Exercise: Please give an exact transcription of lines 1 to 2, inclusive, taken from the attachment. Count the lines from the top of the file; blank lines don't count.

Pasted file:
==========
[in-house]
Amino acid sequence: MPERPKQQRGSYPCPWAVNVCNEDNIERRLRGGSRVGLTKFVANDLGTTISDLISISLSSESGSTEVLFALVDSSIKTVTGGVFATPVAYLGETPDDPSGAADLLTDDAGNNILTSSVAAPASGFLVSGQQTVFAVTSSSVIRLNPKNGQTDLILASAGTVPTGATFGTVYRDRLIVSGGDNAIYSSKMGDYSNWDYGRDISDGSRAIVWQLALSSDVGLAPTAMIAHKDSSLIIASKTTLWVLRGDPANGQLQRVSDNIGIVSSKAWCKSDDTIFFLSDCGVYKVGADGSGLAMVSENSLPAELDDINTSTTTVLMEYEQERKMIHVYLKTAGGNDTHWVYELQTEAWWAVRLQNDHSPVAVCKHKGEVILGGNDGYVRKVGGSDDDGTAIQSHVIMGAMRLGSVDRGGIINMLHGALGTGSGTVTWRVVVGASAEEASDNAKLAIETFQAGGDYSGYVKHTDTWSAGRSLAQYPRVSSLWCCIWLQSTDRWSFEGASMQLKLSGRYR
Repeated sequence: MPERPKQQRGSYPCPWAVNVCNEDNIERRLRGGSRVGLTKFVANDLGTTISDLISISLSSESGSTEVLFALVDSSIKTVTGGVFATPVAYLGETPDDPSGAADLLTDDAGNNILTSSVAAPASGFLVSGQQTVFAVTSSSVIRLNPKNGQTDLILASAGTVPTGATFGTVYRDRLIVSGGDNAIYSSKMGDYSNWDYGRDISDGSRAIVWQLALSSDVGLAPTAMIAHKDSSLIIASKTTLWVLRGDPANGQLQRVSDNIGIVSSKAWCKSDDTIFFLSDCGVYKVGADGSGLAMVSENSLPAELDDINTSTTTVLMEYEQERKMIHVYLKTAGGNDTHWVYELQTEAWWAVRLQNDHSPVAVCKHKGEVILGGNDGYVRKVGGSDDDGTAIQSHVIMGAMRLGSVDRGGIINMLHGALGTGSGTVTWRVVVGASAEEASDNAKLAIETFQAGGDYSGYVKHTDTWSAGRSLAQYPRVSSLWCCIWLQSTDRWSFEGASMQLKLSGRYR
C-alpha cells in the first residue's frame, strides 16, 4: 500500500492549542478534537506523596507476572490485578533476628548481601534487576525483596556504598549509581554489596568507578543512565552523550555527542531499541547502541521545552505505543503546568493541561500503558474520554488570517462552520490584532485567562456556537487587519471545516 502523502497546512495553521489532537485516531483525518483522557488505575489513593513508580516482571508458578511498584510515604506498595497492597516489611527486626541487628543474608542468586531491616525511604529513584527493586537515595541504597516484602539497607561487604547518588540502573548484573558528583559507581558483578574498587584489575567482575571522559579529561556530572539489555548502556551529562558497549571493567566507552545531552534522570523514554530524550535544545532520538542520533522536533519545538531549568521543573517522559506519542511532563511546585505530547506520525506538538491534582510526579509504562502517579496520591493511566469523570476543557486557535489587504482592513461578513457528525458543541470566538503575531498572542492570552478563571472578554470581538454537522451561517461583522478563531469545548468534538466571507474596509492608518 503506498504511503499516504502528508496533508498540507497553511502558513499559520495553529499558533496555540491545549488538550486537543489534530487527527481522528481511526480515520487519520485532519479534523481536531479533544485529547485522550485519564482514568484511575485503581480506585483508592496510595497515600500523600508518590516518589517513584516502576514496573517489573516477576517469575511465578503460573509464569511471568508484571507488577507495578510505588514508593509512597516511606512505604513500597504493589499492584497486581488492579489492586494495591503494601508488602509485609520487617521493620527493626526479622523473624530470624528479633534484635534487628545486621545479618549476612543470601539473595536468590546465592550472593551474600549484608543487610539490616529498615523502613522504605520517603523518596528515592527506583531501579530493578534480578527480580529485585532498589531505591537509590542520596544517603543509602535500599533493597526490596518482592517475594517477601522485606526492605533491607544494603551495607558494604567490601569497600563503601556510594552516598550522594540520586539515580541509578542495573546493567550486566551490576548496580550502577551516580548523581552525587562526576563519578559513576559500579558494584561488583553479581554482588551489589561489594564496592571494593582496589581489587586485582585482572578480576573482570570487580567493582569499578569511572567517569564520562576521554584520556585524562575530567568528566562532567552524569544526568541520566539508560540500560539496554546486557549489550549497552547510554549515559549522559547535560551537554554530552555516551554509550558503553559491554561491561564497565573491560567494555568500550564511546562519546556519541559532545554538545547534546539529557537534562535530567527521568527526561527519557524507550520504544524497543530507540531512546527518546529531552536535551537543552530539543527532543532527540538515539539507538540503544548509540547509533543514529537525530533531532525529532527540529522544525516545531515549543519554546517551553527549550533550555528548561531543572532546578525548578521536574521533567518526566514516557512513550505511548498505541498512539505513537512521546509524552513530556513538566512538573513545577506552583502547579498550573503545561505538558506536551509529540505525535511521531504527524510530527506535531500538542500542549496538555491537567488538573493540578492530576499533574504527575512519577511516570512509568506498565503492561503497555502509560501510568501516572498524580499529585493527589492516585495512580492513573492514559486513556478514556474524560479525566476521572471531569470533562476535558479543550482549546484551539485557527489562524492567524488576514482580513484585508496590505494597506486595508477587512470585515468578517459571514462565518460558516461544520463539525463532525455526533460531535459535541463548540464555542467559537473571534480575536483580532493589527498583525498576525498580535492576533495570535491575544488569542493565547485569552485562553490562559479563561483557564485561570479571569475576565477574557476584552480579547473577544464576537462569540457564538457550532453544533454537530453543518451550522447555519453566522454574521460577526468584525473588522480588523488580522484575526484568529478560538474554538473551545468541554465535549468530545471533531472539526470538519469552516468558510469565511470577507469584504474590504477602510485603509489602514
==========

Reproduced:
[in-house]
Amino acid sequence: MPERPKQQRGSYPCPWAVNVCNEDNIERRLRGGSRVGLTKFVANDLGTTISDLISISLSSESGSTEVLFALVDSSIKTVTGGVFATPVAYLGETPDDPSGAADLLTDDAGNNILTSSVAAPASGFLVSGQQTVFAVTSSSVIRLNPKNGQTDLILASAGTVPTGATFGTVYRDRLIVSGGDNAIYSSKMGDYSNWDYGRDISDGSRAIVWQLALSSDVGLAPTAMIAHKDSSLIIASKTTLWVLRGDPANGQLQRVSDNIGIVSSKAWCKSDDTIFFLSDCGVYKVGADGSGLAMVSENSLPAELDDINTSTTTVLMEYEQERKMIHVYLKTAGGNDTHWVYELQTEAWWAVRLQNDHSPVAVCKHKGEVILGGNDGYVRKVGGSDDDGTAIQSHVIMGAMRLGSVDRGGIINMLHGALGTGSGTVTWRVVVGASAEEASDNAKLAIETFQAGGDYSGYVKHTDTWSAGRSLAQYPRVSSLWCCIWLQSTDRWSFEGASMQLKLSGRYR